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WalterHalter

Catfish Eat'n

13 posts in this topic

Have you ever tasted both a Channel and a Flathead from the same water/same trip/same care of catch,prepared the same way? Is one better than the other? Especially from the Minn River?

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After reading more about Flatheads it seems they should be treated more like a trophy fish ,but,I'd still be interested if in the past anyone had done a taste test.

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From what I've heard, Flathead tastes very good. My opinion is that it's still a fish and people shouldn't feel bad for taking a smaller fish home for a meal.

I haven't kept one yet, but maybe one of these nights when the water is cooler, I'll do that with a smaller one or one that has been hooked bad.

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I have eaten both, in my opinion a less then 5 pound flathead if prepared correctly, you wont be able to tell the difference from a walleye. I too plan on keeping a few smaller flats this fall for a good fish fry.

I don't like to keep them in the summer for several reasons. I think they are a little mushy in warm water. I mainly focus on larger fish all summer, and if I do catch smaller fish, when I get home at 1 am on a weeknight, I don't want to clean fish.

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I too have eaten both and the wife and kids would eat cats before eyes if prepared the right way and I do perfer flats over channels but channels are quite tastey

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Its all about preference to be sure; me, I prefer channels. I like gettn them early spring though maybe because the flats arent biting yet, but proper sized channel out of river in the spring is good eating.

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Its all about preference to be sure; me, I prefer channels. I like gettn them early spring though maybe because the flats arent biting yet, but proper sized channel out of river in the spring is good eating.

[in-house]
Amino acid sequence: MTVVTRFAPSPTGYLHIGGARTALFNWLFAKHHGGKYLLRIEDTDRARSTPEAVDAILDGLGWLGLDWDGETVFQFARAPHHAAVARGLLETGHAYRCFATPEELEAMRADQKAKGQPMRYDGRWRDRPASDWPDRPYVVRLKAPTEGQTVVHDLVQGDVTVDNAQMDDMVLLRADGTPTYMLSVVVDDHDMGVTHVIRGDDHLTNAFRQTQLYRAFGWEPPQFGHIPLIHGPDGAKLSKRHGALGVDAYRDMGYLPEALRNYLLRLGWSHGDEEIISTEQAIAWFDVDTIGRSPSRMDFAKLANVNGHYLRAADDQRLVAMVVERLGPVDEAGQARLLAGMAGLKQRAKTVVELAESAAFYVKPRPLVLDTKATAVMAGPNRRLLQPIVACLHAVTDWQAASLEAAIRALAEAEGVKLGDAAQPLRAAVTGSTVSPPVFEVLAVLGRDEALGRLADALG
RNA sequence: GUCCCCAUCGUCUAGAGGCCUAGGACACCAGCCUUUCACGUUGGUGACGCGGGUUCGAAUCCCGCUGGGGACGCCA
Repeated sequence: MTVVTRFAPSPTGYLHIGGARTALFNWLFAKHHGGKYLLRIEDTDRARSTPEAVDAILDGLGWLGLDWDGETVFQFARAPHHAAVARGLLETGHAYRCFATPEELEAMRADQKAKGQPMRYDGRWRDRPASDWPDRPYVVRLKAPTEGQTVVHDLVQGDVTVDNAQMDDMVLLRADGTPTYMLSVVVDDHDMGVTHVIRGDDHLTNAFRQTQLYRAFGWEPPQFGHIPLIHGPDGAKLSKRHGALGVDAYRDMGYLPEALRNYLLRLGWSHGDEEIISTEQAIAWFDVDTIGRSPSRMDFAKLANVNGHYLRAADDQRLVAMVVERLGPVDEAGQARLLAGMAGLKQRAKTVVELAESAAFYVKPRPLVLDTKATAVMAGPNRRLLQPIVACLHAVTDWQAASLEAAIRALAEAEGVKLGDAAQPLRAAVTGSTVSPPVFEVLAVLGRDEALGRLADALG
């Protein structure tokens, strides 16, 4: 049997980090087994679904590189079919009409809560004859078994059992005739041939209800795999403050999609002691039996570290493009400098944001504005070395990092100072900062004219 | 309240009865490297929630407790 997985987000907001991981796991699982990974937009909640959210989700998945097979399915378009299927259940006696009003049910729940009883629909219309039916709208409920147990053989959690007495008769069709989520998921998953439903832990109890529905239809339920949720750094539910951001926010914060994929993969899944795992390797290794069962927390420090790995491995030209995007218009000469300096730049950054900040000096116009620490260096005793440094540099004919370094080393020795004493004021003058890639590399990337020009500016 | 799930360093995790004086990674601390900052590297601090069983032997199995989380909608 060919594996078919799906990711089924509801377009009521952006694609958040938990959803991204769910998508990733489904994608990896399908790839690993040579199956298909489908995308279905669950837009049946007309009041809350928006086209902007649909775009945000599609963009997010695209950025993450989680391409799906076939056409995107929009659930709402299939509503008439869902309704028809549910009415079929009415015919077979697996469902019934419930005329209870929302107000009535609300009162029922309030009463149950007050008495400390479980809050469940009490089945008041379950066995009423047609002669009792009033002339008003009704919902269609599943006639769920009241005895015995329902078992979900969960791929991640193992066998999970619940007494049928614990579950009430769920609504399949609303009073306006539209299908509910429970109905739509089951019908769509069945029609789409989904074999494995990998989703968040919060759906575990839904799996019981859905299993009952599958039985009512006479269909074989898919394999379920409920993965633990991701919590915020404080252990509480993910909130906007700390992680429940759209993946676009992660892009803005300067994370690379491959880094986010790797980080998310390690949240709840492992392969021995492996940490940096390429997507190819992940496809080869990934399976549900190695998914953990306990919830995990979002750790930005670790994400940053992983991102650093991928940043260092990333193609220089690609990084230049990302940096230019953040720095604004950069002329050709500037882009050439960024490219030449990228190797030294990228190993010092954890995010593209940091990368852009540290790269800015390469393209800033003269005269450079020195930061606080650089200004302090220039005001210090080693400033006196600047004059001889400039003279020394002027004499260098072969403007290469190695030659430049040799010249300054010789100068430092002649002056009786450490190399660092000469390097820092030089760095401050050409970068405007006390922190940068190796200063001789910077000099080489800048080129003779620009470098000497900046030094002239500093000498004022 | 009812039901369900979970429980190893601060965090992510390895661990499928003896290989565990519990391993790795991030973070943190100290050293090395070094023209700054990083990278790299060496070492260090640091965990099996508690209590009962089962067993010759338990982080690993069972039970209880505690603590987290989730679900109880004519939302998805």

I concur... best tasting if water temps are under 55F

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I've had somre channels out of the horseshoe chain from hard water that tasted really good so yea the cooler the water I think that the better they eat.

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I too have eaten both and the wife and kids would eat cats before eyes if prepared the right way and I do perfer flats over channels but channels are quite tastey

Thats a no brainer IMO. You mix em up, Cats are preferred over Eyes. Its a fun taste test to play on people. grin

As with any fish, selective harvest makes better table fare. I prefer my cats 6 pounds (or so) and less. Thats pretty much regulated by MN regulations as you can only keep 1 catfish over 24", that leaves you 4-5 pounders to keep for the majority of you limit. Word to the wise...measure those "keepers", you may just be surprised how long they really are. wink Remove the yellowish tinted meat, and remove the mudline/bloodline. They don't have bones if you fillet over the ribcage. Same walleye fillet will have bones in it.

As for water temps, I really don't care. Keep 'em in the spring, summer, fall, it doesn't matter to me. I think its more important to trim out that discolored meat that will taint the flavor. Get rid of that, chill the fillets down quick and you'll be good to go.

I'm a deep fry guy. Cut the fillets into smaller chunks or fingers if you will, roll in you favorite batter, and drop into the hottest oil you can get cooking. Minute & a half to 2 minutes on each side and you are done cooking. Nice golden brown!! Trick to deep frying any fish really is hot, hot, hot oil and short cooking times... that will make them light and fluffy.

If you are going to eat a flathead, keep them under 7-8lbs please. wink

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Yea Chris the look on the faces of those unsuspecting walleye eaters when you tell them that its catfish is priceless and what even better is they are allways wanting more.

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The best tasting fish I ever ate was a bullhead caught right after ice out. If you are going to experiment with cats, you might as well try the bait at the same time.

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bullheads are very tastey rolled in flour, pepper-salt and bacon grease added to the cooking oil. Thats good eaten

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Hiya -

I'm kind of a closet foodie, and IMHO, catfish is one of the most versatile freshwater fish there is when it comes to cooking options. About the only thing better is sheefish from Alaska, and they aren't exactly widely available. Catfish is great for frying, but it's unbeatable for stuff like soups, chowders or gumbo - it's firm and holds together and can kind of stand up to the seasonings around it. A few 2-4 lb channels is some good eats.

One thing that surprises people I've cooked catfish for is how different wild caught cats are from the farm raised crud you can buy at the store. It's like farm bought vs. grocery store beef. Just no comparison...

Cheers,

Rob Kimm

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